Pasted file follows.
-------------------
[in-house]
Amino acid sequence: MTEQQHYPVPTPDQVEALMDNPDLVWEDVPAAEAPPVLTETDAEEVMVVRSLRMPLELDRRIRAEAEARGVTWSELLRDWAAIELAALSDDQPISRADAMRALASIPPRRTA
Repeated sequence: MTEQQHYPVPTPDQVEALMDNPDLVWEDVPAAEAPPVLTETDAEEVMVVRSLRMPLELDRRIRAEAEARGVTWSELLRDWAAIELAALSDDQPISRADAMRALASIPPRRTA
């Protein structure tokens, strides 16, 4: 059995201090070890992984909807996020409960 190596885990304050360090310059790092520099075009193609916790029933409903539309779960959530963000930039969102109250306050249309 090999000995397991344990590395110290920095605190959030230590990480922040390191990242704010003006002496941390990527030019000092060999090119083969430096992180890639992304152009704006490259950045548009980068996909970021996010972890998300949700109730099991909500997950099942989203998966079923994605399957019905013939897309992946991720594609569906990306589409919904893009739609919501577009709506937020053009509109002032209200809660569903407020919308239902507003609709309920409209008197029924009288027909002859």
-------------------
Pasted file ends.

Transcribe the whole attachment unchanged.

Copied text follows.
[in-house]
Amino acid sequence: MTEQQHYPVPTPDQVEALMDNPDLVWEDVPAAEAPPVLTETDAEEVMVVRSLRMPLELDRRIRAEAEARGVTWSELLRDWAAIELAALSDDQPISRADAMRALASIPPRRTA
Repeated sequence: MTEQQHYPVPTPDQVEALMDNPDLVWEDVPAAEAPPVLTETDAEEVMVVRSLRMPLELDRRIRAEAEARGVTWSELLRDWAAIELAALSDDQPISRADAMRALASIPPRRTA
């Protein structure tokens, strides 16, 4: 059995201090070890992984909807996020409960 190596885990304050360090310059790092520099075009193609916790029933409903539309779960959530963000930039969102109250306050249309 090999000995397991344990590395110290920095605190959030230590990480922040390191990242704010003006002496941390990527030019000092060999090119083969430096992180890639992304152009704006490259950045548009980068996909970021996010972890998300949700109730099991909500997950099942989203998966079923994605399957019905013939897309992946991720594609569906990306589409919904893009739609919501577009709506937020053009509109002032209200809660569903407020919308239902507003609709309920409209008197029924009288027909002859």